Best Practices in Educational Facilities Investments

Evaluation and assessment of design quality and learning outcomes (74)

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2014 NIER Seminar on Educational Facilities Research "School Architecture in Japan and Finland"

Provides information on NIER'S symposium "School Architecture in Japan and Finland" held in January 2014. The report includes examples of school designs focusing on Japan's integrated school facilities for educational continuity from elementary through lower secondary levels, Finnish comprehensive schools and a study on Japanese and Finnish children’s activities promoting their environments.
Categories: Strategic planning, Design guidelines, Evaluation and assessment of design quality and learning outcomes
Country: Japan
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The impact of classroom design on pupils' learning: Final results of a holistic, multi-level analysis

This study identifies the impact of the physical classroom features on the academic progress of pupils. It confirms the utility of the naturalness, individuality and stimulation (or more memorably, SIN) conceptual model as a vehicle to organise and study the full range of sensory impacts experienced by an individual occupying a given space. In this particular case the naturalness design principle accounts for around 50% of the impact on learning, with the other two accounting for roughly a quarter each. Within this structure, seven key design parameters have been identified that together explain 16% of the variation in pupils' academic progress achieved. These are Light, Temperature, Air Quality, Ownership, Flexibility, Complexity and Colour. The muted impact of the whole-building level of analysis provides some support for the importance of “inside-out design”. The identification of the impact of the built environment factors on learning progress is a major new finding for schools' research, but also suggests that the scale of the impact of building design on human performance and wellbeing in general, can be isolated and that it is non-trivial. It is argued that it makes sense to capitalise on this promising progress and to further develop these concepts and techniques.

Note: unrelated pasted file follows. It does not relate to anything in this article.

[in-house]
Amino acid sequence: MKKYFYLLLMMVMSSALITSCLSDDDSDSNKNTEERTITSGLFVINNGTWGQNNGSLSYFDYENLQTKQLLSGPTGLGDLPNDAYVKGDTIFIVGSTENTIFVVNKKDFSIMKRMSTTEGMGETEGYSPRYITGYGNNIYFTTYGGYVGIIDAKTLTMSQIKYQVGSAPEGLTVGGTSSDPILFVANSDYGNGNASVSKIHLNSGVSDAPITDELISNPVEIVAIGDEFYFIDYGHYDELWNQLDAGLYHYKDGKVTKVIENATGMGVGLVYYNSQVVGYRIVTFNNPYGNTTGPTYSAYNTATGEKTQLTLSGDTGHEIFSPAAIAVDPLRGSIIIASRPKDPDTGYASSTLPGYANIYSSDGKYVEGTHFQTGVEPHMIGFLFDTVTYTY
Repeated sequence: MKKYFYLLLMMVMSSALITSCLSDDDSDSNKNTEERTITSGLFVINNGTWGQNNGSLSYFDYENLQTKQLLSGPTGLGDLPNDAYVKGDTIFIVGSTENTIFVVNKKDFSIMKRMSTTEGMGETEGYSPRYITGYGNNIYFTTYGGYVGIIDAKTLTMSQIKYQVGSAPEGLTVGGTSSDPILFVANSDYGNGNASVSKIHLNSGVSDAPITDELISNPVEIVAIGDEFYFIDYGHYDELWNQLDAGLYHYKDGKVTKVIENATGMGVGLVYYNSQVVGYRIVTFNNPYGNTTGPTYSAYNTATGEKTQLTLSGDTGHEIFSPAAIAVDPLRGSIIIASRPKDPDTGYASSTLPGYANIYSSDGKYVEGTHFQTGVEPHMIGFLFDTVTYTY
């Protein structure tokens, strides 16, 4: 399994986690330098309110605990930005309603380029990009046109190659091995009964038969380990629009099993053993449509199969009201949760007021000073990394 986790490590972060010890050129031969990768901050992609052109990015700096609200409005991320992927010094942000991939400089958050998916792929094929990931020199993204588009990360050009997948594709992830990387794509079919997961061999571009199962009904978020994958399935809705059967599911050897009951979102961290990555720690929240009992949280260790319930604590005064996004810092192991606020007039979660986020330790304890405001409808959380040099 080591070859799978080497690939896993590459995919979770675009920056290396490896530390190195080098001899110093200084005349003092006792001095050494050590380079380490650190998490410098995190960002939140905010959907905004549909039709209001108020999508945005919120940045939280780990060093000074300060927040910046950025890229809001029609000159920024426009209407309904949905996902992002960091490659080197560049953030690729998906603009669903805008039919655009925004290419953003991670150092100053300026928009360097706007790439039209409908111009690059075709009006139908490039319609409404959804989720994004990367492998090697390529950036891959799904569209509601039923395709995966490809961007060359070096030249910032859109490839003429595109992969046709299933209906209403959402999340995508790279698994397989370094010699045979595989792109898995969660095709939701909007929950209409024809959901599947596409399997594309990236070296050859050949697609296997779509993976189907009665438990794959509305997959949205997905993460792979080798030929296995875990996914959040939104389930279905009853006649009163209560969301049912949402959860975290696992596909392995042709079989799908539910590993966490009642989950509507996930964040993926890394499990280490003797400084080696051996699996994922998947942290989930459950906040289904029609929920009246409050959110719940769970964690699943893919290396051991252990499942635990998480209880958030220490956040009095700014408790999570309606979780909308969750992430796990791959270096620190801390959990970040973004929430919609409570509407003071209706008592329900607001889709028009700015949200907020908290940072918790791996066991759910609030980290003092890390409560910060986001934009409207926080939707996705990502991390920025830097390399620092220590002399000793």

Categories: Evaluation and assessment of design quality and learning outcomes
Country: United Kingdom
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Clever Classrooms - Summary report of the HEAD project (Holistic Evidence and Design)

Based on the results of the HEAD Project (Holistic Evidence and Design), funded by the Engineering and Physical Sciences Research Council, clear evidence has been found that well-designed primary schools boost children’s academic performance in reading, writing and maths. Differences in the physical characteristics of classrooms explain 16% of the variation in learning progress over a year for the 3766 pupils included in the study. Or to make this more tangible, it is estimated that the impact of moving an ‘average’ child from the least effective to the most effective space would be around 1.3 sub-levels, a big impact when pupils typically make 2 sub-levels progress a year.
Categories: Evaluation and assessment of design quality and learning outcomes
Country: United Kingdom
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Better Spaces for Learning

Report from the Royal Institute of British Architects following a post-occupancy study of primary and secondary schools in the UK demonstrates how good design can help ensure that capital funding stretches as far as possible, without storing up problems for the future.
Categories: Strategic planning, Evaluation and assessment of design quality and learning outcomes
Country: UK-England